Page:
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Old 06-13-2014, 08:44 PM
 
Location: Tucson for awhile longer
8,874 posts, read 13,011,788 times
Reputation: 28963

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Unless something is terrible — and it's the server's fault, not the kitchen's — I've always tipped 20%. I don't drink alcohol, so my tabs in restaurants are usually smaller than average, yet the servers have to do nearly as much work. I tip breakfast servers the most because they have to hustle. Also, when I'm using a coupon or get a discount for some reason, I take care to tip on what the bill should have been, not what it is. Again, not the server's fault the owner is being generous.

 
Old 06-13-2014, 09:50 PM
 
Location: Currently living in Reddit
5,655 posts, read 5,498,171 times
Reputation: 7265
15% is still the norm in this household, however, we do typically tip higher when eating at excellent restaurants because those restaurants (not coincidentally) typically have excellent service.
 
Old 06-13-2014, 10:25 PM
 
1,324 posts, read 2,008,752 times
Reputation: 1037
I still eat out. My tipping hasnt changed much, and in fact i probably tip less now. Before i tipped around 20% after tax. Now my max is 20% before tax. If its a diner i probable tip more, like $2 on 8$ meal. If its a higher end restaurant, then closer to 18%.
 
Old 06-13-2014, 10:27 PM
 
4,878 posts, read 4,605,854 times
Reputation: 7271
99% of the time I leave 20% of the total bill. If the service was mediocre then it would be 15%. Then there are times
when I will go over 25%. And the benefits of being a good tipper are the perks I get from the servers (free coffee,
tea, soup and desserts). This includes all types of restaurants.
 
Old 06-13-2014, 10:29 PM
 
Location: Heart of Dixie
12,448 posts, read 10,246,325 times
Reputation: 28076
Of course not, I still leave as little as possible.
 
Old 06-13-2014, 11:13 PM
 
3,532 posts, read 2,200,879 times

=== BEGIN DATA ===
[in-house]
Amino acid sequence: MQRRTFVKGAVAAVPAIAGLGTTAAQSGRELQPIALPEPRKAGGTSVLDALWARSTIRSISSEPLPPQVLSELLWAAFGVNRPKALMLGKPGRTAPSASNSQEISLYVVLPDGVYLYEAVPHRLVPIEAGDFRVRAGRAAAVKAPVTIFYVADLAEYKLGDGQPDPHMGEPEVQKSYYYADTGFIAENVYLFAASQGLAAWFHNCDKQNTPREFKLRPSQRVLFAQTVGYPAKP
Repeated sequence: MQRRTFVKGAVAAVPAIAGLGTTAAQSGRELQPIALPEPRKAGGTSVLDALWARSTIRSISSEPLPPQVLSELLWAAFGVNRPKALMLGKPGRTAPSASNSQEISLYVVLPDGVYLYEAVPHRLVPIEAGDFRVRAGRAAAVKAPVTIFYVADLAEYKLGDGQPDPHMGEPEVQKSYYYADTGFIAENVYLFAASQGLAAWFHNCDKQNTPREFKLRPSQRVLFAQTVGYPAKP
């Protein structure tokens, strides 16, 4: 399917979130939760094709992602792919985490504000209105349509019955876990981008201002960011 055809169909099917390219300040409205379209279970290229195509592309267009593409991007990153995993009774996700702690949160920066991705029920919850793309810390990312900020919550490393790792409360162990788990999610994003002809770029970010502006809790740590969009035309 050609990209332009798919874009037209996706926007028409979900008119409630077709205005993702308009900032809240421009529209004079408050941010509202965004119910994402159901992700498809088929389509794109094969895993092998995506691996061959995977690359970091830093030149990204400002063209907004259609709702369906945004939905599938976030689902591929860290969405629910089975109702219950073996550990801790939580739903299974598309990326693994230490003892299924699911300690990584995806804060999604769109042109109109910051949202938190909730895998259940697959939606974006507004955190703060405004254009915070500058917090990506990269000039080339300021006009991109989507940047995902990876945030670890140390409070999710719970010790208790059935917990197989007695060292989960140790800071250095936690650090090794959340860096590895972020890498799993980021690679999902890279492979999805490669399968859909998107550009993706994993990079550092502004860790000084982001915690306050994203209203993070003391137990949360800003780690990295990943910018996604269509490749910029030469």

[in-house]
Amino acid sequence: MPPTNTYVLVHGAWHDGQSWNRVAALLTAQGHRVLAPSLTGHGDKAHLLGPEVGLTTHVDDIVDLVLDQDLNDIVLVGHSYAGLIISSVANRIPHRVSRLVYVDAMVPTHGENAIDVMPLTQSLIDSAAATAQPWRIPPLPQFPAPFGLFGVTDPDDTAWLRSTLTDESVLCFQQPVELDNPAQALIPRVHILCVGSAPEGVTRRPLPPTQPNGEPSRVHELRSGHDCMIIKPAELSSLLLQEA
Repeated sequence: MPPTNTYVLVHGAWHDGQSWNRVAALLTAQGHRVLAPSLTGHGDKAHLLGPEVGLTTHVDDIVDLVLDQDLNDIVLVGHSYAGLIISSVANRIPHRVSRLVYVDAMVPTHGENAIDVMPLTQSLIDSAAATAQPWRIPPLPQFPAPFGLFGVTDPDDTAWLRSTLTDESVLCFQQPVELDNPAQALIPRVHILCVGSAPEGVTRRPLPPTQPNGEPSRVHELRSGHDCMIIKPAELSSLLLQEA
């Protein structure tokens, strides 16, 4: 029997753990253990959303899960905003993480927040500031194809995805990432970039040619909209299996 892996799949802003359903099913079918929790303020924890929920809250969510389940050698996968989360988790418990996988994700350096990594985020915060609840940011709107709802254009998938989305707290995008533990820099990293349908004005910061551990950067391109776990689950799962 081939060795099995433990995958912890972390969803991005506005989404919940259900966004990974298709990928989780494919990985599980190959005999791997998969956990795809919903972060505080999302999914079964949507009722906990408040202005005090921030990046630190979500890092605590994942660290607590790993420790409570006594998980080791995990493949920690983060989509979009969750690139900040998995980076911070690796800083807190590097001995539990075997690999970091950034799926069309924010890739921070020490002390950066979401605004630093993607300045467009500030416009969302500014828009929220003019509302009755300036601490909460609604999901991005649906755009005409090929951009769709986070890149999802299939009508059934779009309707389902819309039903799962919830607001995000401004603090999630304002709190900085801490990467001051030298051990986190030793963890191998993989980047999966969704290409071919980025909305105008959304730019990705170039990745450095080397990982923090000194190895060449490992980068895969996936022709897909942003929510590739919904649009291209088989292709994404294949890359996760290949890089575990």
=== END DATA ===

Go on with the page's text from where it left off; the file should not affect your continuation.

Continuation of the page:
Reputation: 2644
I still consider 15% the norm. I tip 20-25%, but that's because I usually order cheaply, so I try to make up the difference a little.
 
Old 06-13-2014, 11:51 PM
 
Location: Ohio
5,627 posts, read 4,695,378 times
Reputation: 6739
Quote:
Originally Posted by missik999 View Post
If you can't afford to tip 20% you can't afford to eat out.
Get real. I have been a waitress, do you know how many people dont actually tip 20%? A LOT.
 
Old 06-14-2014, 12:02 AM
 
Location: Heart of Dixie
12,448 posts, read 10,246,325 times
Reputation: 28076
Quote:
Originally Posted by missik999 View Post
If you can't afford to tip 20% you can't afford to eat out.
LOL - but I have to pay my taxes first .
 
Old 06-14-2014, 12:17 AM
 
Location: SoCal
5,718 posts, read 4,323,247 times
Reputation: 1855
No, and I actually haven't even heard about this change before until now.
 
Old 06-14-2014, 12:35 AM
 
Location: Caverns measureless to man...
6,704 posts, read 4,223,029 times
Reputation: 14942
Doesn't factor into our decision at all. As others have suggested, if paying an extra 5% becomes so significant that we have to consciously consider whether we can afford to pay it, then that (to me) is a sign that we need to seriously question whether we can afford to eat out at all.

I've been doing 20% for good service for decades, anyway. That's my baseline. When I walk in the door, I'm expecting to tip you 20%. The quality of the service determines whether I deviate upwards or downwards from that baseline. If the service is not very good, I'm knocking it down to 15%. If the service is mediocre, we're getting down into the 10% or even 5% range. If the service is downright bad, you're not getting a dime. Best I'll do is round up to the next dollar. I don't do that often, but I have done it.

And, if the service is really good, I'll go 25 or even 30%. And we quite often do get really good service, because I'm friendly, chatty, and very respectful of servers. I find they often respond to that by going the extra mile, and when they do, I'm glad to go the extra 5 bucks or whatever. I figure it's pocket change to me, but to them... it sometimes makes a real difference. It's the least I can do to show my appreciation.
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